Following his team's embarrassing loss to the Orlando Magic on Dec. 2, Los Angeles Lakers coach Mike D'Antoni needs to put his foot down with some of his players. His run and gun system is very specific, with each man having a certain role and needing to stick to it in order for everything to work.
In Los Angeles, forcing a championship-caliber team to do just that has been easier said than done. The Lakers are still struggling at 8-9 and will continue to do so until each and every player on the roster buys into D'Antoni's system. Otherwise, the team will be doomed to underachieve after entering the season as favorites to win a championship.
Let's start with the most guilty player on the team, power forward Pau Gasol. He has struggled not only in D'Antoni's system, but all season long. Gasol is averaging 8.9 rebounds per game, but has posted a career-low 12.6 points on 42 percent shooting.
Gasol has also complained about not having enough opportunities in the low-post and too much time taking jump shots, as D'Antoni's system calls for the power forward to do. The man has simply refused to even try adapting to the new offense, and it is clear just by watching him that he is unhappy. His aggression is gone, and he has become passive.
The situation with Gasol has gotten to the point where star guard and team leader Kobe Bryant has called him out, practically pleading with him to adjust so that the Lakers can live up to their full potential.
Speaking of Bryant, he too is adjusting to his new place in D'Antoni's offense. With point guard Steve Nash still recovering from a leg injury, Bryant has assumed the role of both leading scorer and playmaker. He is currently leading the league with 27.3 points per game, and is also posting 5.1 assists per contest.
However, Bryant is clearly still having some issues in terms of trusting his teammates to score points effectively. Some nights, he'll play an absolutely selfless game and the results will speak for themselves. Other times, he'll go into selfish mode and take twice as many field-goal attempts as some of his teammates, as he did against Orlando.
Yes, Kobe Bryant is the Lakers' best scorer, but the team's problem the past two seasons was that the offense relied too heavily on him. He has solid go-to guys in Dwight Howard and Gasol, not to mention a a rejuvenated Metta World Peace, so to not get them involved while handling playmaking duties in Nash's absence is just foolish on his part.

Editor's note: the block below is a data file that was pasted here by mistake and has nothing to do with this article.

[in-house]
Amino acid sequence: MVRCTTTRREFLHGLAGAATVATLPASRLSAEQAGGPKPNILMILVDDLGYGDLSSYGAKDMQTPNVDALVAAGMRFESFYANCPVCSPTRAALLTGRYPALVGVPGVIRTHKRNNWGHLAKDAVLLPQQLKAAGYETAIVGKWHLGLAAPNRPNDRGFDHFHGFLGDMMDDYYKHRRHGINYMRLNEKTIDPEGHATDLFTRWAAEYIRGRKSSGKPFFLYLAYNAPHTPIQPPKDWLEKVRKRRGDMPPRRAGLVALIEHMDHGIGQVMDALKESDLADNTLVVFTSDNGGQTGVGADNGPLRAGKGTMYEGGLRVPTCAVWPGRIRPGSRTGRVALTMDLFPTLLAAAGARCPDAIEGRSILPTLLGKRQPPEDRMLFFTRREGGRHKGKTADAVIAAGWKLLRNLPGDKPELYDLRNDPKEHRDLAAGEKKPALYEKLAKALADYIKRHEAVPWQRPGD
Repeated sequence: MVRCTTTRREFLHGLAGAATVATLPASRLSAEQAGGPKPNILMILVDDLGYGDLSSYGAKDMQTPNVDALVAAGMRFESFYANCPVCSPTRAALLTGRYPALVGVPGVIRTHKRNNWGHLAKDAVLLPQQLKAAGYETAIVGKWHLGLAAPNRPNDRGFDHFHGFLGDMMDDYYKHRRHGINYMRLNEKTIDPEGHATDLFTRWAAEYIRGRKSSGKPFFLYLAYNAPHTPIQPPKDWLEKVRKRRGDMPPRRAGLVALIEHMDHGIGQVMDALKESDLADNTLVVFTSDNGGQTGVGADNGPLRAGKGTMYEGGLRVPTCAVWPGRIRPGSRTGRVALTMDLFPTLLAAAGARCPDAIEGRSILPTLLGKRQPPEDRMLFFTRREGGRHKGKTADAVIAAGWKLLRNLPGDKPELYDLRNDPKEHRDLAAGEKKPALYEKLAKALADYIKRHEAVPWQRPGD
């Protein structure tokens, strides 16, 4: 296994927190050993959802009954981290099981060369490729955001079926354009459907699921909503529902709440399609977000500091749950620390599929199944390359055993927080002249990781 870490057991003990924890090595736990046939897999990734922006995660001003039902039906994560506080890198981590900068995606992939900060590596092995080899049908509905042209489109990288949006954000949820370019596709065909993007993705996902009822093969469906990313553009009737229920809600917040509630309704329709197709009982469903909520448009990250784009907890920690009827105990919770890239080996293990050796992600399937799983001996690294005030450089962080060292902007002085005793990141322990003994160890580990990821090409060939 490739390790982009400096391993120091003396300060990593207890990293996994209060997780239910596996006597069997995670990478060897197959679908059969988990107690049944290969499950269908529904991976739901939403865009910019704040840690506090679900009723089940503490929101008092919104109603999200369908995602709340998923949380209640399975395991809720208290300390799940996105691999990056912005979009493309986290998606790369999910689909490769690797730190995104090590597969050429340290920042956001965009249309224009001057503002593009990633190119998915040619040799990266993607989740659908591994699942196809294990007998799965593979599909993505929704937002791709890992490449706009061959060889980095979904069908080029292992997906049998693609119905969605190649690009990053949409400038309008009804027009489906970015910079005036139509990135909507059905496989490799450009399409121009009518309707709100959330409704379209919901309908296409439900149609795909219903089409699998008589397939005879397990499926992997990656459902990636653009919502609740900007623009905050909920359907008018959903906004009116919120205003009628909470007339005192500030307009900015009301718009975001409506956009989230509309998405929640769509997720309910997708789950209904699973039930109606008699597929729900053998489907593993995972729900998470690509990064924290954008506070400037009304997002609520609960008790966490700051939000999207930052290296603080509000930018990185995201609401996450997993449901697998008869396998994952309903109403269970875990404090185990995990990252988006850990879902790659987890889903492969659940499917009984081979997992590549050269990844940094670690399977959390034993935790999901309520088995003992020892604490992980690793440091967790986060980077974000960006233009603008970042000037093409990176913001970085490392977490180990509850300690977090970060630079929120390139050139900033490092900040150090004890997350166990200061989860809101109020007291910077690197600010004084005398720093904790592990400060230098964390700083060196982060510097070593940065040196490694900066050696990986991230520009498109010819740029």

That leads us to Howard, who is playing on a (seemingly) balanced team after years of carrying the Orlando Magic on both sides of the floor. As a center playing for D'Antoni, his job is to be explosive on the pick-and-roll on offense, but his greatest value right now is as an elite interior defender. He is currently fourth in the NBA in rebounding, at 11.4 per game, and is also fourth in blocks with 2.6 per contest.
Howard is averaging 18.7 points per game on offense, but he should be focusing on his defense until Nash gets back. The Lakers are currently 14th in points allowed, and the three-time Defensive Player of the Year should be willing to give up at least a little bit of scoring until Nash returns and the pick-and-roll is fully back in business. Offense may win games, but defense does indeed win championships.
That leads us to the Lakers bench, which has shown flashes of fine play throughout the season but is still inconsistent as a whole. Sixth man Antawn Jamison has only averaged 7.4 points per game on the season, and appears content to let the starters do most of the work.
This completely defeats the purpose of a sixth man. The role of such a player is to come off the bench and play starter minutes, not to mention put up starter numbers. Jamison is averaging just under 19 minutes per game for the season, but has seen his playing time increase over the last five games, over which he is averaging 28.2 minutes.
Jamison's scoring over that stretch has been 16.2 points per game but in L.A.'s loss to Orlando, he only took seven field-goal attempts. This was just one game after a 33-point effort against the Denver Nuggets on Nov. 30, and D'Antoni's system calls for the sixth man to be a solid scorer off the bench like Leandro Barbosa was for him in Phoenix. Jamison just needs to demand the ball more often, and the Lakers offense will be all the more balanced.
That all being said, it's clear just what the Lakers' problems are. What's even more clear is that each and every one is fixable. This is not a duty that falls on D'Antoni, but on the Lakers players themselves.
Pau Gasol needs to buck up and start being more aggressive on both sides of the floor, working on both his jump shot and interior game. Howard needs to chip in on offense, but only as needed and keep his focus on defense. Bryant just needs to remember that he isn't the only savior on the team anymore, and the bench needs to just play consistently.
Can the Lakers fix their problems?
Each and every player on the Lakers now has a role, and it is up to them to play it well enough to the point where the Academy may give them a call once the Oscars roll around. Think of the Lakers as a movie, with a championship putting them at Ben-Hur status.
However, if the Lakers don't start stepping up and adapt to their individual roles, they'll forever be doomed as Leonard Part 6. Just as that movie was for Bill Cosby, the Lakers season will thus turn into an epic waste of talent.
Thus, it's time for the team to step up, embrace its individual roles, and start winning some games.